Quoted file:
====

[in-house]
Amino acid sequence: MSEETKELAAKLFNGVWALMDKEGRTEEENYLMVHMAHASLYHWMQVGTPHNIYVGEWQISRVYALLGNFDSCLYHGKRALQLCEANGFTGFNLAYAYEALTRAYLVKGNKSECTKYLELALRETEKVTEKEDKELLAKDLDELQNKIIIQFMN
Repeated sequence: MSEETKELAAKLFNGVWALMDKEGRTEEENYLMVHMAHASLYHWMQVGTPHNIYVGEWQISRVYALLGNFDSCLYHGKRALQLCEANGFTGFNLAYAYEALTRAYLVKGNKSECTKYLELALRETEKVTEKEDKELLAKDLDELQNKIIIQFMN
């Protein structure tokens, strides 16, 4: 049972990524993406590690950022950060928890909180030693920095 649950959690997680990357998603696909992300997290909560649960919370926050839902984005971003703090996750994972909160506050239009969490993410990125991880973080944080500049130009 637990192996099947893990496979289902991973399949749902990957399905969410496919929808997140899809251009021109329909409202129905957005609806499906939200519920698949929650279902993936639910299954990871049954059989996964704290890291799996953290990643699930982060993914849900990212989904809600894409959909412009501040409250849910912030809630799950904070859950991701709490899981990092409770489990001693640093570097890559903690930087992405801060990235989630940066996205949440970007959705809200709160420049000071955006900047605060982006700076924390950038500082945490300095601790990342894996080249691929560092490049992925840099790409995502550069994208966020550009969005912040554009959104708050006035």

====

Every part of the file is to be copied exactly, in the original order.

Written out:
[in-house]
Amino acid sequence: MSEETKELAAKLFNGVWALMDKEGRTEEENYLMVHMAHASLYHWMQVGTPHNIYVGEWQISRVYALLGNFDSCLYHGKRALQLCEANGFTGFNLAYAYEALTRAYLVKGNKSECTKYLELALRETEKVTEKEDKELLAKDLDELQNKIIIQFMN
Repeated sequence: MSEETKELAAKLFNGVWALMDKEGRTEEENYLMVHMAHASLYHWMQVGTPHNIYVGEWQISRVYALLGNFDSCLYHGKRALQLCEANGFTGFNLAYAYEALTRAYLVKGNKSECTKYLELALRETEKVTEKEDKELLAKDLDELQNKIIIQFMN
């Protein structure tokens, strides 16, 4: 049972990524993406590690950022950060928890909180030693920095 649950959690997680990357998603696909992300997290909560649960919370926050839902984005971003703090996750994972909160506050239009969490993410990125991880973080944080500049130009 637990192996099947893990496979289902991973399949749902990957399905969410496919929808997140899809251009021109329909409202129905957005609806499906939200519920698949929650279902993936639910299954990871049954059989996964704290890291799996953290990643699930982060993914849900990212989904809600894409959909412009501040409250849910912030809630799950904070859950991701709490899981990092409770489990001693640093570097890559903690930087992405801060990235989630940066996205949440970007959705809200709160420049000071955006900047605060982006700076924390950038500082945490300095601790990342894996080249691929560092490049992925840099790409995502550069994208966020550009969005912040554009959104708050006035």